Thursday, December 16, 2010

Don’t Eat All Your Seeds

A blog discussion showed up recently asking if rich, middle class, or poor people were temperamentally different. I considered my rich uncle and what set him apart.

First. He worked very hard.

Second. Uncle saw opportunity where some of us might not. He grew up in a small mining community where he and his brother were butchers. A comfortable enough profession. They started buying up mining sites by leveraging their incomes and getting loans. Of course there were risks and deal making involved. Strikes, legal issues, overhead. My uncle plunged in and dealt with politicians, bankers, the educated. He learned to pilot a plane, play golf, and make a dignified impression. He was willing to act quickly and gamble it all.

Third. My uncle thought of money and time as commodities used to increase value, not to spend solely on pleasures. So in his 90's Uncle still painted his garage, and Aunt still cleaned their home. They were willing to go through the discount racks at better stores to purchase clothes, or travel that extra 15 miles to a small town hairdresser for a $20 dye job and trim.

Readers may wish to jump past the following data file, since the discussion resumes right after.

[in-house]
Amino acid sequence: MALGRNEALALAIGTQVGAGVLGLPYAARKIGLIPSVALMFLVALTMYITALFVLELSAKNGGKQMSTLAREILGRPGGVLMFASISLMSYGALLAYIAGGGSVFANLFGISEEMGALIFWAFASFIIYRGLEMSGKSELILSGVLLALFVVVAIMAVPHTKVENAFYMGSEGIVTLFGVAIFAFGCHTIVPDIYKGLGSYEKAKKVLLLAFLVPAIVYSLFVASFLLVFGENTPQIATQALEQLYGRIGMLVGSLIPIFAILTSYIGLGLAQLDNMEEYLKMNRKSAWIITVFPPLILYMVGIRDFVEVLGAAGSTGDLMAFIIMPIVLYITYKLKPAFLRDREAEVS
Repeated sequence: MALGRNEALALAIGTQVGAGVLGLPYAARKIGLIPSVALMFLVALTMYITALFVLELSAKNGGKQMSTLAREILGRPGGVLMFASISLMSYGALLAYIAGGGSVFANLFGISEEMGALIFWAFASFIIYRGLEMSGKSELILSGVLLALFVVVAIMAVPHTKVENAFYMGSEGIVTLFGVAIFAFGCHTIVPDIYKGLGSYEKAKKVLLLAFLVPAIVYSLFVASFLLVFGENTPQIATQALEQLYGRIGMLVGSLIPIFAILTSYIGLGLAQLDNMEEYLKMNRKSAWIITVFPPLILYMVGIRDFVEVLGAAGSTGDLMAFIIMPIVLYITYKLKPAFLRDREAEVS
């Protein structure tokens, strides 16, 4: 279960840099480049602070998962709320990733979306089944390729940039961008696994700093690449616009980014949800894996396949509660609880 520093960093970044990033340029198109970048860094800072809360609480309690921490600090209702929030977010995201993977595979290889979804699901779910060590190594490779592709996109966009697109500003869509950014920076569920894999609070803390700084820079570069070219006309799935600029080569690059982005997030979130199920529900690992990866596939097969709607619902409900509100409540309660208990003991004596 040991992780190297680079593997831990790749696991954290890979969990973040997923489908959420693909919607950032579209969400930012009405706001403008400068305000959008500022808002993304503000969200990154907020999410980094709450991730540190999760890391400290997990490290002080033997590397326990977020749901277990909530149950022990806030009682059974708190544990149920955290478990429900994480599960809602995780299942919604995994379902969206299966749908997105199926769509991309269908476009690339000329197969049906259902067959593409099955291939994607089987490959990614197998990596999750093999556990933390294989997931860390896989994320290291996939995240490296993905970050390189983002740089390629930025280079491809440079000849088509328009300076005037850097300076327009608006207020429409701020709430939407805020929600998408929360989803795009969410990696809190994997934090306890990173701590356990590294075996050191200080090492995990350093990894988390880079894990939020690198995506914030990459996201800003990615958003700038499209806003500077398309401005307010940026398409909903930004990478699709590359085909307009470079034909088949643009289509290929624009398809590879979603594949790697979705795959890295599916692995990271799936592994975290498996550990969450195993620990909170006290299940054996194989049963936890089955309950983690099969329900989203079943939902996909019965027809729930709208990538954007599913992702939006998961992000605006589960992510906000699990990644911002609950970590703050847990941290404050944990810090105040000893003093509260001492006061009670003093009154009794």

Most of us like our comfort and so remain where we are. It takes huge effort to break free from the status quo. We have to fight the naysayers, those that ridicule big dreams, accusing us of being snooty, and perfect the social skills needed to navigate unfamiliar territory. Plus we may very well have to move away from the ‘hood.

I was amazed as we drove through a rough area of Philly recently, to notice amongst boarded up and abandoned houses, Direct TV on every rooftop. A prime example of exchanging the present for the future.

Moral: If you eat all your seeds you have nothing left to plant.

1 comment:

  1. Food (bought at a bargain rate to be sure!) for thought. A Hooked fan!